Fresh juices and smoothies make a nutritious snack or breakfast, helping you meet your daily fruit recommendation, between 1.5 to 2 cups per day, as set by the U.S. Department of Agriculture. Blending fruits does not significantly change their nutritional value unless you store the blended drink for an extended period.

Dr. Brian Clement, director of the Hippocrates Health Institute, has made several statements online claiming that green smoothies should not be considered “health food” and should instead be considered “recreational” because the act of blending them for 90-120 seconds destroys anywhere from 85-92% of nutrients in a smoothie.

His premise is (overly)simple. Oxidation caused by oxygen being sucked into the blender during a blend cycle “destroys” nutrients in the food that would otherwise be preserved if eaten in its solid state.
Now I’m not denying that some nutrient loss does occur from blending. However, oxidation occurs when whole foods are juiced, cut, chopped, shredded, peeled, chewed, dehydrated and otherwise exposed to air. Nutrients in food begin to degrade the instant they are harvested, exposed to UV light and heat. You can’t get 100% of the nutrients in every food unless you get down on all fours and eat plants right out of the soil they grow in.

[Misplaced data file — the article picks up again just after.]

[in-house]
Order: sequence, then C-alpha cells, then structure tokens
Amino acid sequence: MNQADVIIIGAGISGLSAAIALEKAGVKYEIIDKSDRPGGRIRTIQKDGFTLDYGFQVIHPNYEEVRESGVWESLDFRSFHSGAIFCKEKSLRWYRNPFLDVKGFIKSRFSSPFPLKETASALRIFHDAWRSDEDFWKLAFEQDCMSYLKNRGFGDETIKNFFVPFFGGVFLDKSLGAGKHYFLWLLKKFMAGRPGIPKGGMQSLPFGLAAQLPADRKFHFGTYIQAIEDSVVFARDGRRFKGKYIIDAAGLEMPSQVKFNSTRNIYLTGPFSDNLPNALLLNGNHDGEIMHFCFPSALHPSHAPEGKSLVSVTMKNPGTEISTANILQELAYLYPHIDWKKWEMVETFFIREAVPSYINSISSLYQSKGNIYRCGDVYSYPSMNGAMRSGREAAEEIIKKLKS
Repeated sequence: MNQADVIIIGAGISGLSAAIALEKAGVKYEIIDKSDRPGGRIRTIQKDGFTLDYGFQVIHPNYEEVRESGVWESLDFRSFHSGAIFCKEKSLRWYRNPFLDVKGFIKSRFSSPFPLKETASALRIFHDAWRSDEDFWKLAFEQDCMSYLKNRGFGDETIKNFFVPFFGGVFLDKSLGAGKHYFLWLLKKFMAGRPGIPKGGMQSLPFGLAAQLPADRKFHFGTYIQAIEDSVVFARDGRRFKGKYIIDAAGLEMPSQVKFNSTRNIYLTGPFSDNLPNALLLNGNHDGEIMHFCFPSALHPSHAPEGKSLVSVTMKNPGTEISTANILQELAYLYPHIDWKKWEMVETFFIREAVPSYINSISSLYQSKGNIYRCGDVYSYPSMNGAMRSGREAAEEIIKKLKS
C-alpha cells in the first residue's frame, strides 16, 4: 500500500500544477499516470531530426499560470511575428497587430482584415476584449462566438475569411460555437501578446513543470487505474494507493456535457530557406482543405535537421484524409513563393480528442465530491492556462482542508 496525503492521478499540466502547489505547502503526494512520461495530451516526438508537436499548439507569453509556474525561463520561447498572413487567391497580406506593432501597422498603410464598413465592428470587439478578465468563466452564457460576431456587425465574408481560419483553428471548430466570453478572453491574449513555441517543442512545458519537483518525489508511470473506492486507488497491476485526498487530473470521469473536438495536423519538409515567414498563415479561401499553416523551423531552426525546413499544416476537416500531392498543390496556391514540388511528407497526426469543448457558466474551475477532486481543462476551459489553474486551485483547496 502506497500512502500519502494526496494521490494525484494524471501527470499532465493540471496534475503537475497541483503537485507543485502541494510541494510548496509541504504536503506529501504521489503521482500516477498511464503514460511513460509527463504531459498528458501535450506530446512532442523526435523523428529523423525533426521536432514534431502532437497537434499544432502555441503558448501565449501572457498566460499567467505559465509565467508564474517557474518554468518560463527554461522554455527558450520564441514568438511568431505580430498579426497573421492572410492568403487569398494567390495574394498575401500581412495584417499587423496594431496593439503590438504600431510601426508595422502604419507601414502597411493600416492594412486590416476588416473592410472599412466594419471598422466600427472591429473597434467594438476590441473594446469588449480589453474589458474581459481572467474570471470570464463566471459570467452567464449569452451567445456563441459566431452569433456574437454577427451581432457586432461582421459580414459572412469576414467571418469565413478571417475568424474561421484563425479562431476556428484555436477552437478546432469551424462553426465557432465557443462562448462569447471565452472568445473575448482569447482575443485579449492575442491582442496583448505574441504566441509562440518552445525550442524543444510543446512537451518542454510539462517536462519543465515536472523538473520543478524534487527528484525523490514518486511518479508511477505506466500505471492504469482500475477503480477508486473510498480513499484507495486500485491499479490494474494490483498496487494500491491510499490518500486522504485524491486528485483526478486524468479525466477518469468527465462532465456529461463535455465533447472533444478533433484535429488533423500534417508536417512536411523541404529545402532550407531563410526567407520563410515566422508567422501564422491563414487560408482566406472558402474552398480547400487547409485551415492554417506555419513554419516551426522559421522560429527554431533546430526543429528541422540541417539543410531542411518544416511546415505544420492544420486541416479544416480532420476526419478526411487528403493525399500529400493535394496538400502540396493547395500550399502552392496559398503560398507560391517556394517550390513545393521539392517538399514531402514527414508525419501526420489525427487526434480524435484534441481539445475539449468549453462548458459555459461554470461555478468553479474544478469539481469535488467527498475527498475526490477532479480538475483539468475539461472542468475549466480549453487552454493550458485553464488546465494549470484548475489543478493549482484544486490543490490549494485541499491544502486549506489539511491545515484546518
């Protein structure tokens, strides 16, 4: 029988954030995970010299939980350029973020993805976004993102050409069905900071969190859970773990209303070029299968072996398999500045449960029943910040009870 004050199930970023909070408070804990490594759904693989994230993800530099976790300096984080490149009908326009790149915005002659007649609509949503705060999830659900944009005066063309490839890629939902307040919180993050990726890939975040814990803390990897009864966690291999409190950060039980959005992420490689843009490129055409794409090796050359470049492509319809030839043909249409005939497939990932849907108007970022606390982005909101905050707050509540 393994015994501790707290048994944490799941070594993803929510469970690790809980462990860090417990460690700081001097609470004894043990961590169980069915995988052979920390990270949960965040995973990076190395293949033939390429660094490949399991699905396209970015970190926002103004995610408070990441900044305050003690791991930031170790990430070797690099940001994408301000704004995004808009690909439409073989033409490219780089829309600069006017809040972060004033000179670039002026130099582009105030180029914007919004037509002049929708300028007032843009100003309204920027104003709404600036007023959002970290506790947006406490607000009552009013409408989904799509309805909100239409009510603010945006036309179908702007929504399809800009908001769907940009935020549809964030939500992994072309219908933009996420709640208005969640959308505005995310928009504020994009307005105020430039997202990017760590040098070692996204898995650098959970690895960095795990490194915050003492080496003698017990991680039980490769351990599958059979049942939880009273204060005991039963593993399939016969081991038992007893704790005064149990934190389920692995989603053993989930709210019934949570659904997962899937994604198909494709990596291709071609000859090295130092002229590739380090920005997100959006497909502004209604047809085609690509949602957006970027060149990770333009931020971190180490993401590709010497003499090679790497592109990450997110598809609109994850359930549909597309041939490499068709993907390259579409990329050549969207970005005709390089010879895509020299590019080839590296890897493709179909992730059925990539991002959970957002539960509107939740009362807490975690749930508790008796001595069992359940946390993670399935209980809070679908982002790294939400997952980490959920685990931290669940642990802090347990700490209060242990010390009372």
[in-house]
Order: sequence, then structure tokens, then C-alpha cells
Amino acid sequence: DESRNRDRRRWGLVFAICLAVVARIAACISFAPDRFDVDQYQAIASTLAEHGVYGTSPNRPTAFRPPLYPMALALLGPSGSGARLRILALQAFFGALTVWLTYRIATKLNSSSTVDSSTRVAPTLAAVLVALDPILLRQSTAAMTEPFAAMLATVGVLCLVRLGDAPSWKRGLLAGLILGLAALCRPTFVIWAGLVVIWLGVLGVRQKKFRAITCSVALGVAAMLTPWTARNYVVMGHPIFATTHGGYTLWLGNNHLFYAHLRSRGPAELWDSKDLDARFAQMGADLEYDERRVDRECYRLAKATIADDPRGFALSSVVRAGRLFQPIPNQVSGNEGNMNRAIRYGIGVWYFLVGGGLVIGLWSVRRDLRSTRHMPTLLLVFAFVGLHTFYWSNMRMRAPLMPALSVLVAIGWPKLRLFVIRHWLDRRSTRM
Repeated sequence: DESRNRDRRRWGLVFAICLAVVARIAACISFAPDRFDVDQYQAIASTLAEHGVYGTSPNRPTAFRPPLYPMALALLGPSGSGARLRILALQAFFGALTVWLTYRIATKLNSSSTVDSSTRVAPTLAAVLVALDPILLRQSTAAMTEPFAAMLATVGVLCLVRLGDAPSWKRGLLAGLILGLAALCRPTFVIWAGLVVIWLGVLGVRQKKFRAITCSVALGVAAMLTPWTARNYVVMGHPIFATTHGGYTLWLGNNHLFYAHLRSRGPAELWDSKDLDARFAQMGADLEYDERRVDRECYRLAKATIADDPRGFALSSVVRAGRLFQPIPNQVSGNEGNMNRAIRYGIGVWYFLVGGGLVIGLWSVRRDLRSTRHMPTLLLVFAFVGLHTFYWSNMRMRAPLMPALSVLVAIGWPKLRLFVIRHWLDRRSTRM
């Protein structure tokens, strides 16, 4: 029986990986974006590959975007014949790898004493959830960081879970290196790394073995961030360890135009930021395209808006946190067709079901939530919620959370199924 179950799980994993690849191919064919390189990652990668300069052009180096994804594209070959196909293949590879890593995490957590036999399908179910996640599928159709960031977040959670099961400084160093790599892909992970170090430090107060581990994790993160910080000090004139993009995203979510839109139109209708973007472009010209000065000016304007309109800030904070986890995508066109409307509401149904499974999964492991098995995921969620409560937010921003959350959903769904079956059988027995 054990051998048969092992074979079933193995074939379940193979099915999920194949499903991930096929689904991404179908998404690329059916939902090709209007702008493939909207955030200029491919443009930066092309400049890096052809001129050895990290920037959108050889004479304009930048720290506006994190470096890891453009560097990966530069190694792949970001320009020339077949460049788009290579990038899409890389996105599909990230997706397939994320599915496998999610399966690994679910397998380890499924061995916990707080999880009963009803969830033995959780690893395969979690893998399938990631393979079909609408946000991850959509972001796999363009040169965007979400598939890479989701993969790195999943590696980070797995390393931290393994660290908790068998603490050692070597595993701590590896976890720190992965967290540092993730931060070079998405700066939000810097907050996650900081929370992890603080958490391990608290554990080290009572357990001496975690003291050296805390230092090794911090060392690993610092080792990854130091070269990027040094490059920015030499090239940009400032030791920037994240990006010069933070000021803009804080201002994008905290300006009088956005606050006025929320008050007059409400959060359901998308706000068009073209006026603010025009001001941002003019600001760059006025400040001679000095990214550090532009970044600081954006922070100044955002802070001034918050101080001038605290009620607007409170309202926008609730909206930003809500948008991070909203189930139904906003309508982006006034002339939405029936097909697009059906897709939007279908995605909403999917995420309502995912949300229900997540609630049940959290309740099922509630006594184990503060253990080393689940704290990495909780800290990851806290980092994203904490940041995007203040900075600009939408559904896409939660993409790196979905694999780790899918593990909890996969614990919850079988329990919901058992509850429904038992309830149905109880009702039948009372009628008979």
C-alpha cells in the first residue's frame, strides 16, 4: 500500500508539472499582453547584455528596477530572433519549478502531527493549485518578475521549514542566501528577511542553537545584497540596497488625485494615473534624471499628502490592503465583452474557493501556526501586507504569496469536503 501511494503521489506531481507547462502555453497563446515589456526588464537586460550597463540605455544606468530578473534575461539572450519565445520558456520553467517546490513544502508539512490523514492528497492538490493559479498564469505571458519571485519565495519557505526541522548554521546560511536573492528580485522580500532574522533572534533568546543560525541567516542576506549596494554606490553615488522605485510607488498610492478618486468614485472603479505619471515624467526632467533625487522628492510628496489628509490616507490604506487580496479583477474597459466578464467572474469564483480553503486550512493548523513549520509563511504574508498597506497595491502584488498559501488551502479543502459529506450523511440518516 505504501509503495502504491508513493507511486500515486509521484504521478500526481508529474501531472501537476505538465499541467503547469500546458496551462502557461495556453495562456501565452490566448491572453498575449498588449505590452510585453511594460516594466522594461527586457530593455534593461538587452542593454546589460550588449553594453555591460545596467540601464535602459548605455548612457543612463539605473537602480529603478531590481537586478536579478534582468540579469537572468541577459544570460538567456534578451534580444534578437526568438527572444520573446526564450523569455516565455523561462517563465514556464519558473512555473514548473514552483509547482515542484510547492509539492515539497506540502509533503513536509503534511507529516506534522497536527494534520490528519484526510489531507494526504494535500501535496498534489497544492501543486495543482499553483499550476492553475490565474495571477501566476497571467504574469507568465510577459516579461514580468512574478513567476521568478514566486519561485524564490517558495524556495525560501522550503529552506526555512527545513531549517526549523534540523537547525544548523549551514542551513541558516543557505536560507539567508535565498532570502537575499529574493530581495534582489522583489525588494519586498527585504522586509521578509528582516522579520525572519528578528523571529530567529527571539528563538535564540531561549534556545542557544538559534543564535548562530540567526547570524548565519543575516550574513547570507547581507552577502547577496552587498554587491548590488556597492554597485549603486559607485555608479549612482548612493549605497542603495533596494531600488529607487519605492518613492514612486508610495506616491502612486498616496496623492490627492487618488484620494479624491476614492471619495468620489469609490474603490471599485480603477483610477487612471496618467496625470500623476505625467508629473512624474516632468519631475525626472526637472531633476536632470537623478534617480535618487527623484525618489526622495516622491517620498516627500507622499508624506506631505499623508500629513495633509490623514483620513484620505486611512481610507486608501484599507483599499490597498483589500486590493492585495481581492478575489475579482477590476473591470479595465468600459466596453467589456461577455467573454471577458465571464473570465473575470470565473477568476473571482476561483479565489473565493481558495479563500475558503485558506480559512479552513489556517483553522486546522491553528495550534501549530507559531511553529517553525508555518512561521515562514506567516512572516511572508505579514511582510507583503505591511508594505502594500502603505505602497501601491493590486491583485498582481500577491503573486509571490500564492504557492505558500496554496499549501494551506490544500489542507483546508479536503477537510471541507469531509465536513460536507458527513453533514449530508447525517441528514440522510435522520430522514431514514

First of all, a professional blender blends a smoothie in 30 seconds or less, not 90-120 seconds (the time it takes, he claims, to cause 92% nutrient loss).

Secondly, green smoothies are loaded with antioxidants such as vitamin C, vitamin E, flavonoids and carotenoids that help reduce and prevent oxidation.

Victoria Boutenko conducted an experiment on potatoes where she juiced one and blended the other. After two days, the blended potato had very little oxidation, most of which was at the top of the glass where the liquid was exposed to air. The juiced potato turned brown and oxidized much more rapidly.